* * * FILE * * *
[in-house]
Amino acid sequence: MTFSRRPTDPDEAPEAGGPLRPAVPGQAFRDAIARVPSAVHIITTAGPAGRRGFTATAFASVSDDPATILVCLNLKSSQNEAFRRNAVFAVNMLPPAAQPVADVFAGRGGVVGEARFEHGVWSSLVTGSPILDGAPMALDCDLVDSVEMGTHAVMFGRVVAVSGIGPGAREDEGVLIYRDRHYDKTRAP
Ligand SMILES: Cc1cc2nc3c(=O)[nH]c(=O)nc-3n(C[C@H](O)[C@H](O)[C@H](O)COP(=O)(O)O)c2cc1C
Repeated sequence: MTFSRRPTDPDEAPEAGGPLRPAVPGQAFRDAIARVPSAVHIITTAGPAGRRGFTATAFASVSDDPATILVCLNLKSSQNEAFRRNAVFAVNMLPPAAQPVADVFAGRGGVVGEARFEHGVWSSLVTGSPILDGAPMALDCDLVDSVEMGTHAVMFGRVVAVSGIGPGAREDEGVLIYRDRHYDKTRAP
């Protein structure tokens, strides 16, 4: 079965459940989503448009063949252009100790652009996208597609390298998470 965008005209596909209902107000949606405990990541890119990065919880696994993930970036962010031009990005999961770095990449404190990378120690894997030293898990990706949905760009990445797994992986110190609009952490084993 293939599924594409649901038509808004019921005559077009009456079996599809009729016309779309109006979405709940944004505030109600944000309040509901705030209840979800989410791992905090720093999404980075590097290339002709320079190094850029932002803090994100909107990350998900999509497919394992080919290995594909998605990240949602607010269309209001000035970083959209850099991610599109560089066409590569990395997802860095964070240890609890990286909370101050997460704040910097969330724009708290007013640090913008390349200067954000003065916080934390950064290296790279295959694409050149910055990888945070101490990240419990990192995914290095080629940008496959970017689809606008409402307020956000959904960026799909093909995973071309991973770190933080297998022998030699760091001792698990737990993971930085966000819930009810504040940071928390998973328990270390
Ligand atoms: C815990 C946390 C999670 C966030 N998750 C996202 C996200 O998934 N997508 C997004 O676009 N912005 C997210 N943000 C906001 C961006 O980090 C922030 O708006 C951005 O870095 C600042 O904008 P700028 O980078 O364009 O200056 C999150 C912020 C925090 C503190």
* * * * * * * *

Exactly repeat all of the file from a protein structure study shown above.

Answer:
[in-house]
Amino acid sequence: MTFSRRPTDPDEAPEAGGPLRPAVPGQAFRDAIARVPSAVHIITTAGPAGRRGFTATAFASVSDDPATILVCLNLKSSQNEAFRRNAVFAVNMLPPAAQPVADVFAGRGGVVGEARFEHGVWSSLVTGSPILDGAPMALDCDLVDSVEMGTHAVMFGRVVAVSGIGPGAREDEGVLIYRDRHYDKTRAP
Ligand SMILES: Cc1cc2nc3c(=O)[nH]c(=O)nc-3n(C[C@H](O)[C@H](O)[C@H](O)COP(=O)(O)O)c2cc1C
Repeated sequence: MTFSRRPTDPDEAPEAGGPLRPAVPGQAFRDAIARVPSAVHIITTAGPAGRRGFTATAFASVSDDPATILVCLNLKSSQNEAFRRNAVFAVNMLPPAAQPVADVFAGRGGVVGEARFEHGVWSSLVTGSPILDGAPMALDCDLVDSVEMGTHAVMFGRVVAVSGIGPGAREDEGVLIYRDRHYDKTRAP
């Protein structure tokens, strides 16, 4: 079965459940989503448009063949252009100790652009996208597609390298998470 965008005209596909209902107000949606405990990541890119990065919880696994993930970036962010031009990005999961770095990449404190990378120690894997030293898990990706949905760009990445797994992986110190609009952490084993 293939599924594409649901038509808004019921005559077009009456079996599809009729016309779309109006979405709940944004505030109600944000309040509901705030209840979800989410791992905090720093999404980075590097290339002709320079190094850029932002803090994100909107990350998900999509497919394992080919290995594909998605990240949602607010269309209001000035970083959209850099991610599109560089066409590569990395997802860095964070240890609890990286909370101050997460704040910097969330724009708290007013640090913008390349200067954000003065916080934390950064290296790279295959694409050149910055990888945070101490990240419990990192995914290095080629940008496959970017689809606008409402307020956000959904960026799909093909995973071309991973770190933080297998022998030699760091001792698990737990993971930085966000819930009810504040940071928390998973328990270390
Ligand atoms: C815990 C946390 C999670 C966030 N998750 C996202 C996200 O998934 N997508 C997004 O676009 N912005 C997210 N943000 C906001 C961006 O980090 C922030 O708006 C951005 O870095 C600042 O904008 P700028 O980078 O364009 O200056 C999150 C912020 C925090 C503190």